You know, Brenda, any kind of child abuse refers to mistreatment or neglect by an adult or someone in a role of responsibility towards a minor typically is what we're talking about. Any action or failure to act that results in harm , or possible harm of a child. We can come back and talk about it later, but really this could include anyone teacher, p arents, coaches, anyone that's in a role of responsibility for the care of a minor. Specifically if we're talking about physical abuse, any k ind of behavior that would be harmful physically to the child would be considered physical abuse and i t c ould c onclude anything that would be obvious like hitting the child or slapping the child. Also things like shaking or throwing or biting; , situations of burning or scalding, any kind of physical harm, even withhold sleep, food or medication would be considered physical abuse. And sometimes, there are a dult perhaps maybe teasing or taunting in ways that would be physically harmful or almost torturous; holding kids down and tickling or pinching or slapping in ways that it's really more physical abuse than affectionate. So anything along those lines would be considered physical abuse. Some countries have different definitions of abuse and corporal punishment can be seen as a form of physical abuse in some cultures. Maybe it's more acceptable, certainly in our north American culture it is not. And so we have to be careful of some of that, but understanding that when you see kids who have black eyes or bruises, bites or burns, frequently obviously things like broken bones, sometimes those injuries have a pattern to them where it's obvious they were held on both sides. They might protest or cry when they're going to a certain location. Like they don't wa nna g o home after school. They might be frightened of a certain specific kind of behavior or a s pecific person. You just have to be watchful. Sometimes teachers may notice a sign, t hey might approach a child and the child flinches when they're being touched or approached, that might be a s ig n that in the past, there's been harmful physical interaction going on there. So, these would be some, some possibilities. Teachers are always watching for these things. Parents ought to be always watching, coaches.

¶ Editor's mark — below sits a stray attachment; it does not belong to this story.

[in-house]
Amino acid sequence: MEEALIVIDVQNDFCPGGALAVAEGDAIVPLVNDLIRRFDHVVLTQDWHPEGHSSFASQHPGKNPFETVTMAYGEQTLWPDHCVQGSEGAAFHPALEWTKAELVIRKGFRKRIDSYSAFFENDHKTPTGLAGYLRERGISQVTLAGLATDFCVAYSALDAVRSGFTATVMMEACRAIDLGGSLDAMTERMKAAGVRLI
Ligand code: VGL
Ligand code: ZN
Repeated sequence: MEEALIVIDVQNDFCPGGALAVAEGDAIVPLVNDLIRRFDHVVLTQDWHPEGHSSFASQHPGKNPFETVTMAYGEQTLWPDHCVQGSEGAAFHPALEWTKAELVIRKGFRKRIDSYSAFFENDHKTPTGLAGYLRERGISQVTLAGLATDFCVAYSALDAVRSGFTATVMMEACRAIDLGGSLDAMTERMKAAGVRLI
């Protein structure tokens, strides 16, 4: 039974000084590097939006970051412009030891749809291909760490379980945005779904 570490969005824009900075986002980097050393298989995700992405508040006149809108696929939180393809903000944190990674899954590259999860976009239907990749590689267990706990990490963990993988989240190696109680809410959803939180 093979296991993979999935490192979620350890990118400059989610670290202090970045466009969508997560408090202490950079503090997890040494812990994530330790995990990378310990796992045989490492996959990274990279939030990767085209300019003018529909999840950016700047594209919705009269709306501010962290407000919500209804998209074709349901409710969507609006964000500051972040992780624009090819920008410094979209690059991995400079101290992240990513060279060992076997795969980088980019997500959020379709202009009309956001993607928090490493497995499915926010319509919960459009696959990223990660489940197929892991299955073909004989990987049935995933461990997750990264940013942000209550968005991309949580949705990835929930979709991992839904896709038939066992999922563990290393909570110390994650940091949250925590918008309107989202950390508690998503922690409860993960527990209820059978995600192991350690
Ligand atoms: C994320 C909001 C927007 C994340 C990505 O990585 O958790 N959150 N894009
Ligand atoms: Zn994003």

Brenda Vargas :

Yeah. Definite some signs there to look for. And I know that wasn't inclusive of everything, but those were some good examples that you gave, Dr. Godfrey, especially the flinching, the protesting and/or crying in regards to going to a certain location or being with a certain individual. Even if that person is an adult that we trust, sometimes we just are unaware as to what happens. Kids are pretty accepting, especially when it comes to authority figures. Let's g o into understanding what is sexual abuse, which is I know a tough one for people to grasp, understand, and even process that someone would actually hurt a child in that way, shape or form.

Dr. Floyd Godfrey: